The City of Watauga, as a political subdivision of the State, is protected from tort claims by governmental immunity. Dallas Cnty. Mental Health & Mental Retardation v. Bossley, 968 S.W.2d 339, 341 (Tex.1998). Governmental immunity1 generally protects municipalities and other state subdivisions from suit unless the immunity has been waived by the constitution or state law. Univ. of Tex. Med. Branch at Galveston v. York, 871 S.W.2d 175, 177 (Tex .1994). The Texas Tort Claims Act provides a limited waiver of this immunity and is asserted as the basis for the underlying suit here.

In pertinent part, the Tort Claims Act waives immunity for injuries caused by the negligent use of tangible property, stating:

A governmental unit in the state is liable for ․ personal injury and death so caused by a condition or use of tangible personal or real property if the governmental unit would, were it a private person, be liable to the claimant according to Texas law.

tex. Civ. Prac. & Rem.Code § 101.021(2). This limited waiver does not apply to intentional torts, however. Id. § 101.057. Thus, to sue a governmental unit under the Act's limited waiver, a plaintiff may allege an injury caused by negligently using tangible personal property, York, 871 S.W.2d at 178 n. 5, but to be viable, the claim cannot arise out of an intentional tort, Tex. Dep't of Pub. Safety v. Petta, 44 S.W.3d 575, 580 (Tex.2001).

The City maintains that its immunity has not been waived because Gordon's underlying claim arises from an intentional tort, a battery, also sometimes referred to as an assault. Texas courts have recognized private causes of action for both assault and battery for well over a century. See Tex. Dep't of Pub. Safety v. Cox Tex. Newspapers, L.P., 343 S.W.3d 112, 115–116 (Tex.2011) (citing Sargent v. Carnes, 84 Tex. 156, 19 S.W. 378, 378 (1892)). These two intentional torts are related, but conceptually distinct. 4 J. Hadley Edgar, Jr, & James B. Sales, Texas Torts & Remedies § 50.01[1] at 50–3 (2013). An assault occurs when a person is in apprehension of imminent bodily contact, whereas a battery is committed when an individual actually sustains a harmful or offensive contact to his or her person. See generally, 1 Dan B. Dobbs, Paul T. Hayden & Ellen M. Bublick, The Law of Torts §§ 33–40 (2d ed.2012) (hereafter “The Law of Torts”).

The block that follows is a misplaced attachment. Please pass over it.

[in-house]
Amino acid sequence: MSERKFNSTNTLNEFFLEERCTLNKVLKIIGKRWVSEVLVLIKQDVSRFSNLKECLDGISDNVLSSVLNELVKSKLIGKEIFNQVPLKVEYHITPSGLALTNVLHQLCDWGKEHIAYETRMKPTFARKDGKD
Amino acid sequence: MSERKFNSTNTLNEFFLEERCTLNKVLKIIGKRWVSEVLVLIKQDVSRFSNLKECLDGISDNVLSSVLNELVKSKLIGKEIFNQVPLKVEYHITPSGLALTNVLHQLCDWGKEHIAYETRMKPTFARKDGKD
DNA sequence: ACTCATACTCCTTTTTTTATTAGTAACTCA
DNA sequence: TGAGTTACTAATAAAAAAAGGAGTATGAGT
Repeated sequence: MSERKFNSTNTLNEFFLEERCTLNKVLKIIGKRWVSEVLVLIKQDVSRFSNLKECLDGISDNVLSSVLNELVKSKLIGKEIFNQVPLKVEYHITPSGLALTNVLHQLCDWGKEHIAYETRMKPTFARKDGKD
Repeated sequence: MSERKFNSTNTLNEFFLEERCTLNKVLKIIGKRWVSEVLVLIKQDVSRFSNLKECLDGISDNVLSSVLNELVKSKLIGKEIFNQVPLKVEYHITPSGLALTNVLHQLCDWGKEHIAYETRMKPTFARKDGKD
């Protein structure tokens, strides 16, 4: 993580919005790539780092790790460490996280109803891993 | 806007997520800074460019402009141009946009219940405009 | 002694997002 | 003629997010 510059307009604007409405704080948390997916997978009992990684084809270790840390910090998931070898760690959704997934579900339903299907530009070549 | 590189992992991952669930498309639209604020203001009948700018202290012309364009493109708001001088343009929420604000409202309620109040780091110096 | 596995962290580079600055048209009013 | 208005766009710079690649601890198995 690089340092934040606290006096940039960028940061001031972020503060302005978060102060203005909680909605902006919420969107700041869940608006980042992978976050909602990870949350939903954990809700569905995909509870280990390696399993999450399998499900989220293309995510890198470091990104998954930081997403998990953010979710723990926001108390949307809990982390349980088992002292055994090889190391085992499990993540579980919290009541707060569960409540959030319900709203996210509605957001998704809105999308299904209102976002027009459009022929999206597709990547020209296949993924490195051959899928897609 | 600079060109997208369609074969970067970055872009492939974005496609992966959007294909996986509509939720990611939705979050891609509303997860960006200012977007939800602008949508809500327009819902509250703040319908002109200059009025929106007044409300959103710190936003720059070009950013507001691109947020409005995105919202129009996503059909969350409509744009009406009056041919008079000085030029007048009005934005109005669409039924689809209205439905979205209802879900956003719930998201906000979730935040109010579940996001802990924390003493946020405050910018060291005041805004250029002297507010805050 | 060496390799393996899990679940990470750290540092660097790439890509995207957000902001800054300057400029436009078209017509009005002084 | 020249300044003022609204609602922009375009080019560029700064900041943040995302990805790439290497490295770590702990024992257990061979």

Today, the Texas Penal Code combines common-law concepts of assault and battery under its definition of “assault.” Tex. Pen.Code § 22.01(a). Reliance on the criminal-assault statute has led several Texas civil courts to meld common-law concepts of assault and battery under the rubric of assault.2 This statute provides that a person commits an assault if the person either:

(1) intentionally, knowingly, or recklessly causes bodily injury to another ․;

(2) intentionally or knowingly threatens another with imminent bodily injury ․; or

(3) intentionally or knowingly causes physical contact with another when he or she knows or should reasonably believe that the other will regard the contact as offensive or provocative.

tex. Pen.Code § 22.01(a).

The statute's second alternative definition mirrors the traditional notion of common-law assault, while the first and last alternatives correspond to separate forms of common-law battery. The Second Restatement of Torts similarly identifies two forms of battery: one form that results in harmful bodily contact and another that results in offensive bodily contact. Restatement (Second) of TortsS §§ 13, 18 (1965). Because its police officers did not intend any harmful bodily contact when they arrested Gordon, the City relies on the latter form of battery, maintaining that the arrest constituted an offensive bodily contact.

In Fisher v. Carrousel Motor Hotel, Inc., 424 S. W.2d 627 (Tex.1967), we recognized this type of battery. In that case, the manager of a motel restaurant snatched a plate from the hands of a black man as he stood in a buffet line, shouting that he would not be served. Fisher, 424 S.W.2d at 628–29. We held the manager's conduct to be actionable as a battery. Id. at 630. Relying on the Restatement, we noted that it was the offensive nature of the contact, not its extent, that made the contact actionable: “Personal indignity is the essence of an action for battery; and consequently the defendant is liable not only for contacts which do actual physical harm, but also for those which are offensive and insulting.” Id. (citing Restatement (Second) of Torts § 18); see also Waffle House, 313 S.W.3d at 802–03 (recognizing continued viability of offensive-contact batteries).

A. Consent